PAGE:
“At Home in the Anthropocene is a compellingly written and thoroughly researched investigation into a multispecies understanding of ‘home’ in our current epoch. With its informative, accessible prose, it is suitable to general readers interested in the environment and sustainability as well as graduate seminar students.” —Emily Plec, author of Perspectives on Human-Animal Communication: Internatural Communication
At Home in the Anthropocene brings together a set of wildlife stories focused on the question of what counts as “home” in an age of climate crisis and upheaval. Through stories of mountain lions displaced by wildfires, encounters with black bears in areas of significant human use, wildlife rehabilitation practices, and of the creation of wildlife corridors, Amy D. Propen highlights posthuman interventions into the lives of these at-risk species, with a focus on how such interventions call into question ideas about coexisting with our vulnerable, more-than-human kin.
By employing the tenets of posthumanism, compassionate conservation, and entangled empathy—and making them accessible through storytelling and narrative—Propen offers new perspectives about how to more compassionately and productively understand ideas about home, connectivity, and coexistence across a range of places and ecosystems. Uniquely conceptualized to include narrative related to the Anthropause, as well as travel and nature writing amidst COVID-19, At Home in the Anthropocene engages with questions about home and belonging in generative ways that attempt to open up possibilities for sustainable futures in which we may productively coexist with our more-than-human kin.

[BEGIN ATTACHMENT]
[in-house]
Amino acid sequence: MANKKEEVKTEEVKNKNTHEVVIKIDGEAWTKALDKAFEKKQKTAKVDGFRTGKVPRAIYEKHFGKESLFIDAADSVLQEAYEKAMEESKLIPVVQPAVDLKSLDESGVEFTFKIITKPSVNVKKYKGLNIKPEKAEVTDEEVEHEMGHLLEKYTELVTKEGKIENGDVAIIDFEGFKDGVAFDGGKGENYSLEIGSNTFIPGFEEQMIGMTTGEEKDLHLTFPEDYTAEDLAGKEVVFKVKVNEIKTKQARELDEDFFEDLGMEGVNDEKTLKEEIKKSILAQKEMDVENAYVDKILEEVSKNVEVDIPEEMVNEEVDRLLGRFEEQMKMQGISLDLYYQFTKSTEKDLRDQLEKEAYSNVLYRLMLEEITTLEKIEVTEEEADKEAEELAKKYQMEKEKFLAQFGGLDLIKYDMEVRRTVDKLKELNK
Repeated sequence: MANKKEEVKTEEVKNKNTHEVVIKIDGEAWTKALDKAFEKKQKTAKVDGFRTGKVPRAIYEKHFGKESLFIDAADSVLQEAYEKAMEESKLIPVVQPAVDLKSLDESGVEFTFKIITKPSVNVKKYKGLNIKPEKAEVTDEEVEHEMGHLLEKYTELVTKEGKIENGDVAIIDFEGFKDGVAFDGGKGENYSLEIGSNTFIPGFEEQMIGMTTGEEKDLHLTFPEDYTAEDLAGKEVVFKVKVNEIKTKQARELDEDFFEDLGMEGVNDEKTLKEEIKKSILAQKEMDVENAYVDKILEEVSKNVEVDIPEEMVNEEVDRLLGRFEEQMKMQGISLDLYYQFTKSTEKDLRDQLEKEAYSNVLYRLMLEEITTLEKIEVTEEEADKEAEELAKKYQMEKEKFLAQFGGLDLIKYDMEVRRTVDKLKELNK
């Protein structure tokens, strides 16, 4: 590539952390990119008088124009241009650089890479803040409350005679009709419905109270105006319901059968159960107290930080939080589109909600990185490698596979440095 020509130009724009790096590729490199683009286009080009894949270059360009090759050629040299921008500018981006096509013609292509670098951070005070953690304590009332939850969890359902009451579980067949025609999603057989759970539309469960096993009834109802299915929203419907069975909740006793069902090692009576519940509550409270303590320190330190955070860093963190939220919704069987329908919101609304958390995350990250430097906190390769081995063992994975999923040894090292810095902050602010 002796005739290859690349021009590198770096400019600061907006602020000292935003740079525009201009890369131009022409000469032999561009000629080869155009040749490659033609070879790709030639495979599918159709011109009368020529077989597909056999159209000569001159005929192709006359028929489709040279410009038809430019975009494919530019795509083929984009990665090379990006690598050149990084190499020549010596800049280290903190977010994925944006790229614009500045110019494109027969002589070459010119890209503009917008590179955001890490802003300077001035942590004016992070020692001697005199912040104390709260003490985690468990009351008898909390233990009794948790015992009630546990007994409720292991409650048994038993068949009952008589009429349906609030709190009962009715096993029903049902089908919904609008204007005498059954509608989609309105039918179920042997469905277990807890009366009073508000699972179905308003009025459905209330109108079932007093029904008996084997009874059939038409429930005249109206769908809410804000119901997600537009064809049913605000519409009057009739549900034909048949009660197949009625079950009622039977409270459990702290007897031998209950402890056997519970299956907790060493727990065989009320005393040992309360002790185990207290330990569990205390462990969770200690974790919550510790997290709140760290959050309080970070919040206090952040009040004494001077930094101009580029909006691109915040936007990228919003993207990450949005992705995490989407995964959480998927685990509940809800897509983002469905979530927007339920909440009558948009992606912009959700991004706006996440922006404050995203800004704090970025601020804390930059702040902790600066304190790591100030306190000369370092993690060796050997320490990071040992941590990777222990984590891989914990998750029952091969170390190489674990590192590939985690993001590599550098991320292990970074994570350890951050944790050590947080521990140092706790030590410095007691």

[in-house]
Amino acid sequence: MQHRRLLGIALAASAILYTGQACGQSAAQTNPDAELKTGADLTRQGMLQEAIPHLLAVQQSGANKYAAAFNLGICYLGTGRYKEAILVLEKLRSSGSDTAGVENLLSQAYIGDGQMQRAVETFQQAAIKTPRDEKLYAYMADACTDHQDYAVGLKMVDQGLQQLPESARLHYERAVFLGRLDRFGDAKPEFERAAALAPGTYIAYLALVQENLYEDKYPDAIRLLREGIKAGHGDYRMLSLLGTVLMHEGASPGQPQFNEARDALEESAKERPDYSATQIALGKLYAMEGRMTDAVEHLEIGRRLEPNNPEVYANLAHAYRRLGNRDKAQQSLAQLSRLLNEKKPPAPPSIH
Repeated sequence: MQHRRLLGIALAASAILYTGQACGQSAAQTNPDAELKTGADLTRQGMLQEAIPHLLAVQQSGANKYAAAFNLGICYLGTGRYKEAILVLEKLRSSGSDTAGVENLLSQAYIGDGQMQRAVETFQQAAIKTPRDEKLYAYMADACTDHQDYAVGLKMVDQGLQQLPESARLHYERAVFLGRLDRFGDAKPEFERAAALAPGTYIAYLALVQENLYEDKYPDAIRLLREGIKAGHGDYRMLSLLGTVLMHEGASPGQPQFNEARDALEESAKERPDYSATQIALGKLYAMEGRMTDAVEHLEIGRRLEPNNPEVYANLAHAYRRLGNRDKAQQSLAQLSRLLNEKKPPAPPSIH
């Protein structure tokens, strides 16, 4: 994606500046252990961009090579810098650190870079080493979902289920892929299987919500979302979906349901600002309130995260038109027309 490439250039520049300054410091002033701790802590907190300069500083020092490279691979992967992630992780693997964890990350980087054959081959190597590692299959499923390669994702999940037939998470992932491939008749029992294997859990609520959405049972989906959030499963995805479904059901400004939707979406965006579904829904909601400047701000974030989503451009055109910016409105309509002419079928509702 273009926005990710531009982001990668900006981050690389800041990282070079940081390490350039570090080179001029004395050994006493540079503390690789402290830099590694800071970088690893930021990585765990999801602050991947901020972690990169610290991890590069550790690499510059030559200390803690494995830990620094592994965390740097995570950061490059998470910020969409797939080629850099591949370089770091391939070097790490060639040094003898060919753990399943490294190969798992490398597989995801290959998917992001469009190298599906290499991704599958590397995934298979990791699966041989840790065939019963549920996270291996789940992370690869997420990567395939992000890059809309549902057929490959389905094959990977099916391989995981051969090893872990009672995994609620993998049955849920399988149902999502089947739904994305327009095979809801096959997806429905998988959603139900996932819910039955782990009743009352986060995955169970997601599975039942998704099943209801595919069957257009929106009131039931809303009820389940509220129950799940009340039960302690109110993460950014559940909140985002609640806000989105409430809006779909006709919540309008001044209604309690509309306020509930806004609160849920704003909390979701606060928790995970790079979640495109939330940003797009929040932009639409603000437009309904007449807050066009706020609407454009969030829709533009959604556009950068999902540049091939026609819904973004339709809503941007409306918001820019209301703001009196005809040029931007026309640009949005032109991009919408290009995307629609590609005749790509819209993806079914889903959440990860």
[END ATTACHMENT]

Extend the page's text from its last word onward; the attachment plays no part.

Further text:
Amy D. Propen is Associate Professor at the University of California, Santa Barbara. She is the author of Visualizing Posthuman Conservation in the Age of the Anthropocene.
Chapter 1 What Counts as Home in the Anthropocene?
Chapter 2 Fire-Lost and Trying to Cross
Interlude I From Climate Anxiety Emerges the Gift of a Whisper Song
Chapter 3 Storied Places and Species in Flux: Connectivity as Reciprocity
Interlude II Fostering a Culture of Reciprocity during the Anthropause
Chapter 4 At Home with Big Kin
Chapter 5 Gratitude for the Trail and the Gift of Roadside Geology
Decolonial Conversations in Posthuman and New Material Rhetorics
Edited by Jennifer Clary-Lemon and David M. Grant